Currently, Norway and the U.S. require a higher growth rate of EV chargers. That’s because Norway currently has the highest EV per charging point ratio at 33.6 EV, followed by the U.S. at 18.2 EV per charging point.
5. The number of publicly accessible chargers in Europe increased 30% in 2021 for both slow and fast EV charging stations (Source)
In 2021, the European, Korean, and Chinese EV markets saw the most growth.
Within Europe, the Netherlands leads in slow chargers with more than 80,000 publicly available nationally. France takes second place with 50,000, followed by 40,000 in Germany, 30,000 in the United Kingdom, 20,000 in Italy, and 12,000 in both Sweden and Norway.
The total number of publicly available fast chargers in Europe reached 50,000 units at the start of 2022. Out of those 50,000, 9,200 were in Germany, 7,700 in the United Kingdom, 6,700 in Norway, 4,500 in France, and 2,600 in Spain and the Netherlands.
In comparison, the U.S. had 22,000 fast chargers, 60% of which were Tesla Superchargers.
6. By the end of 2022, EV sales are expected to reach 10.6 million in the world—almost 3 times more than in 2018 (Source)
In the first quarter of 2022, more than 2 million EVs were sold. This is a 75% increase from Q1 2021.
As EV sales increase at an exponential rate, the demand for EV charging stations is also increasing, especially for fast chargers. That is why countries like China and the U.S. are making an effort to increase the growth rate of publicly available fast chargers.
By 2025, EV sales are projected to reach 15.9 million, and by 2030 that number is projected to reach 27.7 million.
Today, 1 in 2 EV sales happens in China. However, that is expected to change moving forward. By 2025, China is expected to have 7.5 million EV sales, which is 47% of the global projection. By 2030, they’re projected to have 11 million EV sales, almost 40% of the global total.
7. As of 2022, the ChargePoint Network is the biggest network of EV chargers in the U.S. with 15,454 locations and 48,946 charging points (Source)
The ChargePoint Network is followed by Tesla which has 5,682 locations and 27,257 charging points in the U.S.
The ChargePoint Network has 152 level-1 locations and 157 level-1 ports. They also have 14,155 level-2 locations and 47,114 level-2 ports. Furthermore, they have 1,147 direct-current fast charger (DCFC) locations and 1,675 DCFC ports.
DCFC ports are the fastest EV chargers, followed by level 2 and level 1 ports which are considered slow chargers.
In comparison, Tesla does not have any level 1 chargers. However, they have 4,436 level-2 locations with 14,677 level-2 ports. Meanwhile, they have 1,246 DCFC locations, also known as Tesla Superchargers, with 12,580 DCFC ports.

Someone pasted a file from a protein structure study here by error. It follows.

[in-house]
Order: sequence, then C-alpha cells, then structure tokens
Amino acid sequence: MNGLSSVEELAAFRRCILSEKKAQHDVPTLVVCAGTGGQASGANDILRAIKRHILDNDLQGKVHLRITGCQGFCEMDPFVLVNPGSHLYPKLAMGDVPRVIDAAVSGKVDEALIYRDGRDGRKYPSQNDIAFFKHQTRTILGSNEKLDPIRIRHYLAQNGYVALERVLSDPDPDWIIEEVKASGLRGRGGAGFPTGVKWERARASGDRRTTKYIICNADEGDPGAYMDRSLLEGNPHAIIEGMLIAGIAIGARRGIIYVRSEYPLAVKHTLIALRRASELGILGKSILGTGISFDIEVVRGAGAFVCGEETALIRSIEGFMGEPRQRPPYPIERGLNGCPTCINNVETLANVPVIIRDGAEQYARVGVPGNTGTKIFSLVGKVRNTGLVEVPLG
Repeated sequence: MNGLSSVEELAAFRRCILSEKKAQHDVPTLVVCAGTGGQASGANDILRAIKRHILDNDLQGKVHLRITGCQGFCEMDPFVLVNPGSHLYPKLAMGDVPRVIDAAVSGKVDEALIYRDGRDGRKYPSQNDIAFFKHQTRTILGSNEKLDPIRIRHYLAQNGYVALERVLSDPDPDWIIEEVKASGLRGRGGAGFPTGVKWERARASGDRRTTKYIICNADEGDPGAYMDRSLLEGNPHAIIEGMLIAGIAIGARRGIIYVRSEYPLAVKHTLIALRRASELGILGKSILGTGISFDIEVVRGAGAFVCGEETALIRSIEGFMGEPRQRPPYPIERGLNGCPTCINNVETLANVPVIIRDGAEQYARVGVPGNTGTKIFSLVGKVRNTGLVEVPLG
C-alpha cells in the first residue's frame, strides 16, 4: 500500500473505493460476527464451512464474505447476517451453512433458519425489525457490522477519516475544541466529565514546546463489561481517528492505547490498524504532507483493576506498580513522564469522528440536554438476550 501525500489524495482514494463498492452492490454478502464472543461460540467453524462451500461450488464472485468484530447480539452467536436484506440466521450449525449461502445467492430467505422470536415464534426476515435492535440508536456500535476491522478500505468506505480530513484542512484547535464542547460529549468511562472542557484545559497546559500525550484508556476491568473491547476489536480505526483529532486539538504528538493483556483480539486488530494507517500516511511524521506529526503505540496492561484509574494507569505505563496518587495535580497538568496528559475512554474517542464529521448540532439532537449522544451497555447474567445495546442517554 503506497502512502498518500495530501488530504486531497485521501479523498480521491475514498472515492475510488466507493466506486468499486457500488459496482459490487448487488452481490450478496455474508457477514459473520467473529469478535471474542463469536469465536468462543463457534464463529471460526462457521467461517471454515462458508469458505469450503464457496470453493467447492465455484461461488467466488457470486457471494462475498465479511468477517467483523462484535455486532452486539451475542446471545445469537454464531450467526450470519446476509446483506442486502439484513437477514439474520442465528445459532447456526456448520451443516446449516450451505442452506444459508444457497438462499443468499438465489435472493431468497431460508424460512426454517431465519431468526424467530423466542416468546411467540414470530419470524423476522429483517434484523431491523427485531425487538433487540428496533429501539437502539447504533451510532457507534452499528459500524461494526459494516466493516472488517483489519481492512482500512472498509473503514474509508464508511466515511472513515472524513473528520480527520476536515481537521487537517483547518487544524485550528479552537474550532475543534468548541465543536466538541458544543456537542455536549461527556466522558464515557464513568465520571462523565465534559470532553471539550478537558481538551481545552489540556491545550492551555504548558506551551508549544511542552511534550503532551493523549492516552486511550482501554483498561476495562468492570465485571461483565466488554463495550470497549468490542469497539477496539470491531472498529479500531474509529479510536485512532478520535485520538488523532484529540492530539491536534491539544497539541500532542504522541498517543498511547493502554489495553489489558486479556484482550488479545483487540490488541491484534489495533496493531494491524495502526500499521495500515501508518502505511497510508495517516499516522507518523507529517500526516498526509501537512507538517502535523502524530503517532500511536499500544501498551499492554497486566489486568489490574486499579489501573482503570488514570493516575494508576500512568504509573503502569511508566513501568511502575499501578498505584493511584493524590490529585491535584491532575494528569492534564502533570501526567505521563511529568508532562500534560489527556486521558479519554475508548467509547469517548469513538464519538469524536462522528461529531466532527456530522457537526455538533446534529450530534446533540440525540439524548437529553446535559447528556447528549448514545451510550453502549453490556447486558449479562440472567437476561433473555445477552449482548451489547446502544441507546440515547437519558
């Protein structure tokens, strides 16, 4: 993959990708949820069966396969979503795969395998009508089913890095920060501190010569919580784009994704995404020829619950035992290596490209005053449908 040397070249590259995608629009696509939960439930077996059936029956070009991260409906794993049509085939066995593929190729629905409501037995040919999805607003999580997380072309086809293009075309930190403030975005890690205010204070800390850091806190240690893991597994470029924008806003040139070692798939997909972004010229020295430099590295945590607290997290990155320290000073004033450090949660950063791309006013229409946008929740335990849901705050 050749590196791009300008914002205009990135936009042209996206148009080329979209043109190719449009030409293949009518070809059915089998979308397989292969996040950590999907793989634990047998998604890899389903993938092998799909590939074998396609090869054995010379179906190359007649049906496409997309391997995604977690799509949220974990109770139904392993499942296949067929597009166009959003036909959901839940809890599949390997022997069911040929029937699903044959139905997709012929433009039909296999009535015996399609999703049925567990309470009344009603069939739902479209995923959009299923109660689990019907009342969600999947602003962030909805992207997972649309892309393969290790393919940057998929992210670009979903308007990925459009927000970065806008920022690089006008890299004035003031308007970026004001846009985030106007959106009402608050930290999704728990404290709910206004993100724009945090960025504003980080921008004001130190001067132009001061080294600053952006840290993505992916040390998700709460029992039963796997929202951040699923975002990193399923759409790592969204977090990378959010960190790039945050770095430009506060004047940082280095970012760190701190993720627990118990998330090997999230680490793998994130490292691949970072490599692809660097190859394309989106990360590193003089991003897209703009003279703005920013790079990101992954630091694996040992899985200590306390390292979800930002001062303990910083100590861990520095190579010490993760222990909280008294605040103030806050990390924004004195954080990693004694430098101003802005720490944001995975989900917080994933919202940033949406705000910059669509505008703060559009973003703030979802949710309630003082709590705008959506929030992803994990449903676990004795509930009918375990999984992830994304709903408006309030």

8. The global EV charging station market is currently worth $18.22 billion (Source)
The market has a 35% CAGR, projecting that the market will be worth $115 billion in 2028.
According to the research, the EV market is primarily driven by the continuous reduction in EV operating costs, compared to traditional gas vehicles. A downward trend in the price of lithium-ion batteries is another factor.
Furthermore, as the commercial applications of EVs become commonplace, it will lead to a drastic increase in the demand for EV charging services.
On top of that, the demand for fast charging stations and next-generation EV chargers is also bound to increase the EV charging market’s worth.
9. It takes an average of 1 hour and 17 minutes for an EV to fully charge at a public charging station (Source)
There are three different levels of charging speeds based on different versions of EV chargers.
The current electric range per hour of charging for DCFCs is between 180-240 miles. In comparison, level 1 and 2 chargers have a range of 2-5 miles and 10-20 miles, respectively.
10. By 2030, the global lithium-ion automotive battery manufacturing capacity is expected to reach 3.2 TWh, compared to 300 GWh in 2021 (Source)
The actual production came to around 160 GWh in 2021, which means companies are prepared for a sharp increase in EVs on the road.
According to the Stated Policies Scenario, by 2025 the battery manufacturing capacity is expected to reach 0.6 terawatt-hours (TWh) of electricity. However, the Sustainable Development Scenario puts that number at 1.1 TWh.
Similarly, the Sustainable Development Scenario puts the 2030 projection at 3.2 TWh while the Stated Policies Scenario puts it at 1.6 TWh in 2030.
One of the largest customer experience shifts of this decade will involve the transition from refueling vehicles at gas stations to EV charging stations. This shift will transform “pay at the pump”, as consumers switch from a transactional refueling experience to a relationship with a Charge Point Operator.
CPOs are faced with combining compliant charging infrastructure and the customer charging experience (apps, charging performance, billing, and customer service). Providers who emerge as winners in this hyper-competitive environment will serve customers with availability, reliability, and a personalized experience.
This desire to differentiate, both on the hardware and infrastructure side, and on the customer experience and engagement side, calls for the integration of various existing and emerging technologies. Unified platforms like the KORE platform are here to help. Want to learn more? Reach out!